Greece had not [had] a competitive economy, but had enormous accumulation of unproductive debts. The money that Greece had borrowed was stolen. And so, the Greek people were saddled with debts which benefitted individuals and corporations that didn’t invest in Greece. Huge tax evasion: all the leading Pasok leaders that I knew, none of them paid anything near their taxes, nor did the ship owners, nor did the bankers, nor did the small businessmen. No sense of civic responsibility and no enforcement, from either the right-wing or the center-left governments. As this was amassed; the EU overlooked this, because ultimately they held the levers of support. They allowed their funds to be misallocated because the trade-off was that they totally controlled Greek economic and social policy. Greece is a colony. It’s a vassal state; it has no control over economic policy. It’s lost and is in the process of losing all of its major lucrative public enterprises through forced privatizations.

What is your view on Syriza and how they have performed in their first two months in office, including the actions of new Greek finance minister Yanis Varoufakis?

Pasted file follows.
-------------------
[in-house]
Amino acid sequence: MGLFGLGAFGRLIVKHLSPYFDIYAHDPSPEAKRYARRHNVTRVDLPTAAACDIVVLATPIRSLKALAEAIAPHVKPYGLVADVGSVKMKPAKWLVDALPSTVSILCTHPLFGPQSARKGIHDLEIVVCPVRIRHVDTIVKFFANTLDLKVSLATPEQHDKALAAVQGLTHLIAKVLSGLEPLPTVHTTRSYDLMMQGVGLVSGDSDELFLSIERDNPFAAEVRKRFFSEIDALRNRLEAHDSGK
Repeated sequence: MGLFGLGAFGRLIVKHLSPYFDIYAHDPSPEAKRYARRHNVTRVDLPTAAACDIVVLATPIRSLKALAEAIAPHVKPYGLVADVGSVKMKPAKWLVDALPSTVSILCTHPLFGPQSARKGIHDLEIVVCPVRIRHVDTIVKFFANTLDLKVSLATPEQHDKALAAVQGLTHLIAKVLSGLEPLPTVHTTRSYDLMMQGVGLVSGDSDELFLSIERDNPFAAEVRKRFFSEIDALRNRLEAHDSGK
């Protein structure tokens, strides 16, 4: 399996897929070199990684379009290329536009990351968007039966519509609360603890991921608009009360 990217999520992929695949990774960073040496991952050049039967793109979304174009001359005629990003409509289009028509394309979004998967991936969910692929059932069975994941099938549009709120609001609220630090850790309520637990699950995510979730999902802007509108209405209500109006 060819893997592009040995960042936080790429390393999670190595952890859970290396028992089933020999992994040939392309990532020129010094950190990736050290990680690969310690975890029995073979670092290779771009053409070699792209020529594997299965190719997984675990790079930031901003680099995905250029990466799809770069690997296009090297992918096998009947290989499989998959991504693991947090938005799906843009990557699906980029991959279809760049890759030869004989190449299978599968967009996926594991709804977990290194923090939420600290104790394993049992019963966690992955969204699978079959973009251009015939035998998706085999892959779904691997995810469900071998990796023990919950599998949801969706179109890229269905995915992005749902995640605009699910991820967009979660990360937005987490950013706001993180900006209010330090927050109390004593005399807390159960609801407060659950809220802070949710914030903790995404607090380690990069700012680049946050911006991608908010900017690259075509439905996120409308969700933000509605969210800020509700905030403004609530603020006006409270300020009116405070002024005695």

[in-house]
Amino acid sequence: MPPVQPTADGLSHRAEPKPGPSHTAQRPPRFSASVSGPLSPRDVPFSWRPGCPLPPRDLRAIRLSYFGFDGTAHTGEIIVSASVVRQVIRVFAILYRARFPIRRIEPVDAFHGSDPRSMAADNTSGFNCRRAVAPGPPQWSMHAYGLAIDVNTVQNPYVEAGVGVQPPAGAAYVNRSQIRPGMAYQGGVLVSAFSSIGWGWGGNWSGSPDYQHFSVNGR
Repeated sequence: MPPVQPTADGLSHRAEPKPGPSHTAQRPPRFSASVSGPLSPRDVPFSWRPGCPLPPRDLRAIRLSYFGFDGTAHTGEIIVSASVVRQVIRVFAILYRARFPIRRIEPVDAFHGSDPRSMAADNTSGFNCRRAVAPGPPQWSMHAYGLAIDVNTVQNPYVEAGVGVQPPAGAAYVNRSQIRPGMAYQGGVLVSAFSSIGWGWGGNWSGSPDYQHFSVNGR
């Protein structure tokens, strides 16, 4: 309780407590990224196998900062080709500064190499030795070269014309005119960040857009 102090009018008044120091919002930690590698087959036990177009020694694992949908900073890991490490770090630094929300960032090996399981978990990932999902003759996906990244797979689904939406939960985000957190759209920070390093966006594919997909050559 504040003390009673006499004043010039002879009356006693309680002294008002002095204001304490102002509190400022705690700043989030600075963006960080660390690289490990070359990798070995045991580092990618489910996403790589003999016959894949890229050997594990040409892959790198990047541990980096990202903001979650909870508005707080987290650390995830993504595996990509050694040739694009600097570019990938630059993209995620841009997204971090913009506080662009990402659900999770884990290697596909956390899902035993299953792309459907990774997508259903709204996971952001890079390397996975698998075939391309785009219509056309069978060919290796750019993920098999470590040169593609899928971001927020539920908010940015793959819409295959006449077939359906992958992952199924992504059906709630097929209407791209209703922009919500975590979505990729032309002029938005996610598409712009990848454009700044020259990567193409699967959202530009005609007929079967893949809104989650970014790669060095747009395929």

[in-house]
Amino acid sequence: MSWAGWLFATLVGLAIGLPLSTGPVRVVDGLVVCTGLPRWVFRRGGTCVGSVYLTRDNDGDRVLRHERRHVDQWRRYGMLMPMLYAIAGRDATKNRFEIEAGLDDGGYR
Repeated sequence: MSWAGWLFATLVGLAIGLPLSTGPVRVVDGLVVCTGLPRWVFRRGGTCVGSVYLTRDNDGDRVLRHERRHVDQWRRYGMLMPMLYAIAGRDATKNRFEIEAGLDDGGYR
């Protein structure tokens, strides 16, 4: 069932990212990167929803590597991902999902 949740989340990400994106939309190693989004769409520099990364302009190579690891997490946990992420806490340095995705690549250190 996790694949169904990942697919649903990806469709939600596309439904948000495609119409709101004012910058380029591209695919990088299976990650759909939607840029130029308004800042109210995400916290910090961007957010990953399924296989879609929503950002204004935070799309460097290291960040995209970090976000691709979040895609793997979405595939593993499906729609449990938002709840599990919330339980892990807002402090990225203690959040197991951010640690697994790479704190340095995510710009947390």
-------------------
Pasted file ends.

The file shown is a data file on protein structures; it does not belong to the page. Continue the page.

I think he’s a clown. I don’t think he’s a serious political figure, above and beyond the reactionary policies. Any serious analysis of Syriza has to look at the various layers in Syriza and when they became part of Syriza. Originally you had Marxist and radical groups that came together, then Euro-communists, moderate leftists and other radical leftists. Some of them with some insertion in the mass struggles, but mostly small groups that had a marginal influence on the mass movements. Subsequently, they began to attract the popular vote, lower-middle-class salaried people, and as they grew, they began to attract support from two directions. One, from the unemployed youth, and growth of some trade union support, especially from the communist party. Also, as Pasok sank from 40-something percent to 10-12 percent, they began to attract Pasok leaders and people who are involved in the political apparatus, including Varoufakis, who had a very negative background. If you look back to 2004-2006, he was really a bootlicker, running interference for George Papandreou.

I would say that 90 percent of Greece’s debt was originally contracted by kleptocrats, and they should have never paid that debt.